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Monti quits as Italian PM, clearing way for election

Bloomberg   |  Paris/Rome 

Prime Minister resigned, ending a 13-month tenure and clearing the way for elections that will focus on his crisis-fighting austerity policies.

The appointed premier submitted his resignation yesterday to President Giorgio Napolitano, according to a statement from the president’s office. Napolitano asked Monti’s Cabinet to remain in power to handle routine government administration. Monti stepped down after lawmakers passed a 2013 budget law. The president has suggested February 24 as the date for elections.

Monti took over last year just as Italy risked becoming the next victim of Europe’s debt turmoil under former Premier Silvio Berlusconi. While he’s overseen a recovery in Italy’s bonds and repaired its tattered standing abroad, his agenda left Italians with higher taxes, rising unemployment and a shrinking economy.

Monti may use a press conference tomorrow to announce whether he’ll sit out the election, or heed the call of a group of centrist political parties who want him to run on a platform of continued reforms for the Euro zone’s third-largest economy.

The yield on 10-year bonds, which surged to 7.26 per cent on November 25 last year, past the level that had prompted Ireland, Greece and Portugal to seek bailouts, was 4.47 per cent yesterday.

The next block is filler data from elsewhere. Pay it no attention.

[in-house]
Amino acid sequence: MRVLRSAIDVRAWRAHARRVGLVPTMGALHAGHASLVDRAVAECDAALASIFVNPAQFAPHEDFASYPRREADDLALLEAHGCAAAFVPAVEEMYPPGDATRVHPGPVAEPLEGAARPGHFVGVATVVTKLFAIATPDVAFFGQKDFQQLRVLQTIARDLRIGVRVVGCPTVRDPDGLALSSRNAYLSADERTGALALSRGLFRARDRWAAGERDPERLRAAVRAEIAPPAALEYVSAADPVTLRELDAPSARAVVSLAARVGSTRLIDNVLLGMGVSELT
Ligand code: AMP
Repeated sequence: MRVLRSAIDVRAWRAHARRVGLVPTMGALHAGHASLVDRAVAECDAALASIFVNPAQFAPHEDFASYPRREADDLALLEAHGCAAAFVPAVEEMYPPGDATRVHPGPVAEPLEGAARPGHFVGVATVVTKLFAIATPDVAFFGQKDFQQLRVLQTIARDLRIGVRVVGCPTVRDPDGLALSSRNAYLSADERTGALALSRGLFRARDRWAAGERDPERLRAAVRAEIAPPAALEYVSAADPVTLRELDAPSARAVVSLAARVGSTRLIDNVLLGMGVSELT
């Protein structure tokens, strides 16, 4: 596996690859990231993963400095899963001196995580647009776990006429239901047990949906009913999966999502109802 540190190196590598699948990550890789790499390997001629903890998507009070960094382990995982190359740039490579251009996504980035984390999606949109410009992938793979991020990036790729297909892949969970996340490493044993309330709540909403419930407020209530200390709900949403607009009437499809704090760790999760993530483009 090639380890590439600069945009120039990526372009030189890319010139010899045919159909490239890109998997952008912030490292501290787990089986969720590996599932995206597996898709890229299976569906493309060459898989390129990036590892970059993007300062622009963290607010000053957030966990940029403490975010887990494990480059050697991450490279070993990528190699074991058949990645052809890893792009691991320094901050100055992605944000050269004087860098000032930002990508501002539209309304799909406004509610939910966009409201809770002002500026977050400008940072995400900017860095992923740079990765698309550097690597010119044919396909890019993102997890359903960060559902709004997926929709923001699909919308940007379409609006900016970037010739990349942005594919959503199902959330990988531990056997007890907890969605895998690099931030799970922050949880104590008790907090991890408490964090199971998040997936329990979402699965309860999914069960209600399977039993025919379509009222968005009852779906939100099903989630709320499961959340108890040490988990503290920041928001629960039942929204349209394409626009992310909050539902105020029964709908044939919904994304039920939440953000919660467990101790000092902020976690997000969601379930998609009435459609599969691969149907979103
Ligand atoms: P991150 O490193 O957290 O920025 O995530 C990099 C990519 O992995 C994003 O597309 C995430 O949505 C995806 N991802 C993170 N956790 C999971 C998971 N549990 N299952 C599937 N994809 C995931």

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Monti quits as Italian PM, clearing way for election

Italian Prime Minister Mario Monti resigned, ending a 13-month tenure and clearing the way for elections that will focus on his crisis-fighting austerity policies.

Prime Minister resigned, ending a 13-month tenure and clearing the way for elections that will focus on his crisis-fighting austerity policies.

The appointed premier submitted his resignation yesterday to President Giorgio Napolitano, according to a statement from the president’s office. Napolitano asked Monti’s Cabinet to remain in power to handle routine government administration. Monti stepped down after lawmakers passed a 2013 budget law. The president has suggested February 24 as the date for elections.

Monti took over last year just as Italy risked becoming the next victim of Europe’s debt turmoil under former Premier Silvio Berlusconi. While he’s overseen a recovery in Italy’s bonds and repaired its tattered standing abroad, his agenda left Italians with higher taxes, rising unemployment and a shrinking economy.

Monti may use a press conference tomorrow to announce whether he’ll sit out the election, or heed the call of a group of centrist political parties who want him to run on a platform of continued reforms for the Euro zone’s third-largest economy.

The yield on 10-year bonds, which surged to 7.26 per cent on November 25 last year, past the level that had prompted Ireland, Greece and Portugal to seek bailouts, was 4.47 per cent yesterday.

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